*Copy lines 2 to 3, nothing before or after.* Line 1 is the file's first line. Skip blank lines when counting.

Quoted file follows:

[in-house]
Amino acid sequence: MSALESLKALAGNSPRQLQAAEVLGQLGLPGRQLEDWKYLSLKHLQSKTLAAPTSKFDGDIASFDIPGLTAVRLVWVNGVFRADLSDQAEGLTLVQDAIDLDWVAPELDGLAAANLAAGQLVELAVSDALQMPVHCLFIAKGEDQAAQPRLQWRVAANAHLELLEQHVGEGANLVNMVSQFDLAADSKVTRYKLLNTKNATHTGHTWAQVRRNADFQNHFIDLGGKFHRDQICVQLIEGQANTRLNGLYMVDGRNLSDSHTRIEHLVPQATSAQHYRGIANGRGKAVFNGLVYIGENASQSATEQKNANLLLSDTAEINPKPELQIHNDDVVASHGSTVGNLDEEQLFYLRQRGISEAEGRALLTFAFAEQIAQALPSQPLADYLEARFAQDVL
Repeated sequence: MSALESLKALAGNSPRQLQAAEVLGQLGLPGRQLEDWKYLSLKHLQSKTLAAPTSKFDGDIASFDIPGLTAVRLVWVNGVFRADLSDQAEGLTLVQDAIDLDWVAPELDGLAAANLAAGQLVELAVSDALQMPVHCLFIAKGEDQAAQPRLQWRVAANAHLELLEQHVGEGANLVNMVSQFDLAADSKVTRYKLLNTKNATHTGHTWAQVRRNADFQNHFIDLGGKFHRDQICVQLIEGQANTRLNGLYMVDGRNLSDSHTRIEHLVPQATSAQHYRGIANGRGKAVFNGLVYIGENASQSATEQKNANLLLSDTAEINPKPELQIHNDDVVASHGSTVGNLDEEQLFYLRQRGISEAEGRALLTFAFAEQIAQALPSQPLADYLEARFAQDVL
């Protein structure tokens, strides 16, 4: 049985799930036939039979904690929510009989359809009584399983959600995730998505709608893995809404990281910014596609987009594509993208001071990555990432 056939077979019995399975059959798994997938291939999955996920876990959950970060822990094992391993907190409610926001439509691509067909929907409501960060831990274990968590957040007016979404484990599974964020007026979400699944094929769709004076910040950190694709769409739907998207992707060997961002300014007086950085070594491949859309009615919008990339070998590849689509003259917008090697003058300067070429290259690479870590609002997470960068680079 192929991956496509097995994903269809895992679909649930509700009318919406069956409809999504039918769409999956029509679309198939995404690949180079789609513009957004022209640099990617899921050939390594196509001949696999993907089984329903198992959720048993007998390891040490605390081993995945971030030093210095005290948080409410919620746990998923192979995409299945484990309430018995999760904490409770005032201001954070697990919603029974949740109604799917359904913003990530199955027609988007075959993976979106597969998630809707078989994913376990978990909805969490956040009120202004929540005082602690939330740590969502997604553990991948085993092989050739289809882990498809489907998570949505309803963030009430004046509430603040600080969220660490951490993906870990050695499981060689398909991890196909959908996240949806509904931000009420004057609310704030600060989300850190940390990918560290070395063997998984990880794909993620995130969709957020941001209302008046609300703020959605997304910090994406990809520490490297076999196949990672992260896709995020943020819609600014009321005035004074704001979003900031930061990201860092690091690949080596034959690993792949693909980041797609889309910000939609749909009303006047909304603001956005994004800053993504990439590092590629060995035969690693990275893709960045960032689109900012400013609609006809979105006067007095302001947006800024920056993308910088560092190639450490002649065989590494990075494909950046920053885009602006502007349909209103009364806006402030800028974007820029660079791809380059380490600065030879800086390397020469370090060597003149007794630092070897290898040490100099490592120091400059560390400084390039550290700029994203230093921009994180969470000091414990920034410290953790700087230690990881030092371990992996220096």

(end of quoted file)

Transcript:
Amino acid sequence: MSALESLKALAGNSPRQLQAAEVLGQLGLPGRQLEDWKYLSLKHLQSKTLAAPTSKFDGDIASFDIPGLTAVRLVWVNGVFRADLSDQAEGLTLVQDAIDLDWVAPELDGLAAANLAAGQLVELAVSDALQMPVHCLFIAKGEDQAAQPRLQWRVAANAHLELLEQHVGEGANLVNMVSQFDLAADSKVTRYKLLNTKNATHTGHTWAQVRRNADFQNHFIDLGGKFHRDQICVQLIEGQANTRLNGLYMVDGRNLSDSHTRIEHLVPQATSAQHYRGIANGRGKAVFNGLVYIGENASQSATEQKNANLLLSDTAEINPKPELQIHNDDVVASHGSTVGNLDEEQLFYLRQRGISEAEGRALLTFAFAEQIAQALPSQPLADYLEARFAQDVL
Repeated sequence: MSALESLKALAGNSPRQLQAAEVLGQLGLPGRQLEDWKYLSLKHLQSKTLAAPTSKFDGDIASFDIPGLTAVRLVWVNGVFRADLSDQAEGLTLVQDAIDLDWVAPELDGLAAANLAAGQLVELAVSDALQMPVHCLFIAKGEDQAAQPRLQWRVAANAHLELLEQHVGEGANLVNMVSQFDLAADSKVTRYKLLNTKNATHTGHTWAQVRRNADFQNHFIDLGGKFHRDQICVQLIEGQANTRLNGLYMVDGRNLSDSHTRIEHLVPQATSAQHYRGIANGRGKAVFNGLVYIGENASQSATEQKNANLLLSDTAEINPKPELQIHNDDVVASHGSTVGNLDEEQLFYLRQRGISEAEGRALLTFAFAEQIAQALPSQPLADYLEARFAQDVL